What if Identity Theft Prevention Doesn't Work?
Identity theft prevention, also known as personal security planning, is not all that different than personal financial planning, if you think about it. Through personal security planning, you gain greater control over your identity and your security, and enjoy the peace of mind knowing you are less visible and vulnerable to the most common forms of identity theft.
Maybe it was that credit card receipt you lost. Maybe it had something to do with your brother-in-law's rummaging through your den on his last visit. Maybe it was connected to that recent theft of personal information from your bank's database. Whatever the cause might be, your identity theft prevention system failed, and your identity has been stolen. Now what?
Steps to Take When Identity Theft Prevention Doesn't Work
1. Your first step when identity theft prevention efforts fail is to notify the fraud unit at one of the credit bureaus — Equifax, Experian, and TransUnion — that your identity has been stolen. (Once one credit bureau has been notified, it will contact the other two for you.) Ask the bureau to place a fraud alert on your personal information file and to let creditors know that they need to call you before they extend credit in your name.
The contact information for the three credit bureaus is as follows:
P.O. Box 2000 Chester, PA, 19022
- Reprot fraud: Call 800-680-7289, and write to the address above. TDD: 877-553-7803
- E-mail (fraud victims only): email@example.com
- Web: www.transunion.com
P.O. Box 70241 Atlanta, GA, 30374
- Reprot fraud: Call 800-525-6285, and write to the address above. TDD: 800-255-0056
- Web: www.equifax.com
P.O. Box 2002 Allen, TX, 75013
- Reprot fraud: Call 888-397-3742, and write to the address above. TDD: Use relay to fraud number above.
- Web: www.experian.com
2. Next, write to each of the bureaus immediately via certified, return-receipt mail to request a free copy of your credit report and an extension of the fraud alert to seven years. (Fraud alerts are a vital tool in identity theft prevention. To receive a seven-year extension, you'll need to include a police report of the identity theft with your correspondence. You can cancel the fraud alert at any time). Go through each of your credit reports with a fine-toothed comb, noting each and every fraudulent account and any other inaccurate information. Report everything you find in writing to the credit bureaus as well as to any and all creditors involved in the fraudulent transactions. (The credit reports will come with instructions on how to do so. You can also find a sample dispute letter at the Federal Trade Commission (FTC) website.)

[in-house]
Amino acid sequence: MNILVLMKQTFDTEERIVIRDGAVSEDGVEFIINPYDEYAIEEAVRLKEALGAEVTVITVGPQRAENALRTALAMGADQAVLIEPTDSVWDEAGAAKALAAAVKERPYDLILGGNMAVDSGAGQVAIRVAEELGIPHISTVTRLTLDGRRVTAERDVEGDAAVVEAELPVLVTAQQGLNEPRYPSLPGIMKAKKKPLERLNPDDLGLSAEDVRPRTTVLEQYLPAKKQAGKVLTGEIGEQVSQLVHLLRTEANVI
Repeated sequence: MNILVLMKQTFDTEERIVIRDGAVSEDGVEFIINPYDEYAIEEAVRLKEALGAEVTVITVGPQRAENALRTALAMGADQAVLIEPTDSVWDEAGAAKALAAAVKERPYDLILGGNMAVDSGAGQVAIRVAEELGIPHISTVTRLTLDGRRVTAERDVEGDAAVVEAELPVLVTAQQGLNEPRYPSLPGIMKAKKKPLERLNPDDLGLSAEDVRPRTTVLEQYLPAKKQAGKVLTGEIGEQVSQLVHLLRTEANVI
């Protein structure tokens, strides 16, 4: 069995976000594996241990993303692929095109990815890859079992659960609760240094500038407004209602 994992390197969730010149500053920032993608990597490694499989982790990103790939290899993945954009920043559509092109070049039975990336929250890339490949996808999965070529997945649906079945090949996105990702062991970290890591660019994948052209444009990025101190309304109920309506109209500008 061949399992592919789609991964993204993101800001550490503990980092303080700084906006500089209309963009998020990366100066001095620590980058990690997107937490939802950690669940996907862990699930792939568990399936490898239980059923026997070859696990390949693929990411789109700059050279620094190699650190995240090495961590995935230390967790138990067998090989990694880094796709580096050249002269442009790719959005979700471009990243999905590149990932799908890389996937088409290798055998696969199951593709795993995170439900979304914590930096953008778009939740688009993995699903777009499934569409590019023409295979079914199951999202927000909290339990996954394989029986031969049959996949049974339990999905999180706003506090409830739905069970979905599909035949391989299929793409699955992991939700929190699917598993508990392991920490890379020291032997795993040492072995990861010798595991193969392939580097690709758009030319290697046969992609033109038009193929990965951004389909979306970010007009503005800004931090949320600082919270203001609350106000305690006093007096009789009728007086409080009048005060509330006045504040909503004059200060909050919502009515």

3. Close any and all accounts found in your credit reports that point to identity fraud. Call the institutions involved, then follow up with written correspondence via certified, return-receipt mail. Include copies of all documents that point to the illegal activities (keep the originals in a bank safe deposit box or other secure area).
4. File a police report with the police department in your town or in the town or city where the identity theft occurred. Be sure to pick up a copy of the police report or at least the number of the report, which can help substantiate your claim of identity theft in the eyes of your creditors.
5. Report the identity theft to the Federal Trade Commission. The FTC gathers information to help local and federal law enforcement officials in their identity theft prevention efforts, and the agency can refer your complaints to other government agencies and companies for further action.
To file a complaint online, visit www.consumer.gov/idtheft. You can also call the FTC's Identity Theft Hotline toll-free at 1-877-IDTHEFT (438-4338) or, for TTY access, at 1-866-653-4261. You can also file your complaint by writing to Identity Theft Clearinghouse, Federal Trade Commission, 600 Pennsylvania Avenue, NW, Washington, DC 20580.
If you come across any additional information or problems related to your identity, be sure to call the Identity Theft Hotline to update your complaint.
6. Look into services designed to help you restore your identity. Identity restoration can be a long, involved process. You may want to use an Identity Restoration Service to guide you through the entire process. They'll investigate your specific case, look for other signs of identity theft committed in your name, and help you file the proper paperwork and take the necessary steps to address the damage that's likely been done to your credit rating.
The FTC is continually working to find additional, proactive steps for identity theft prevention. Be sure to visit the FTC website at http://www.ftc.gov/bcp/edu/microsites/idtheft/ for more information about restoring your identity and about identity theft prevention.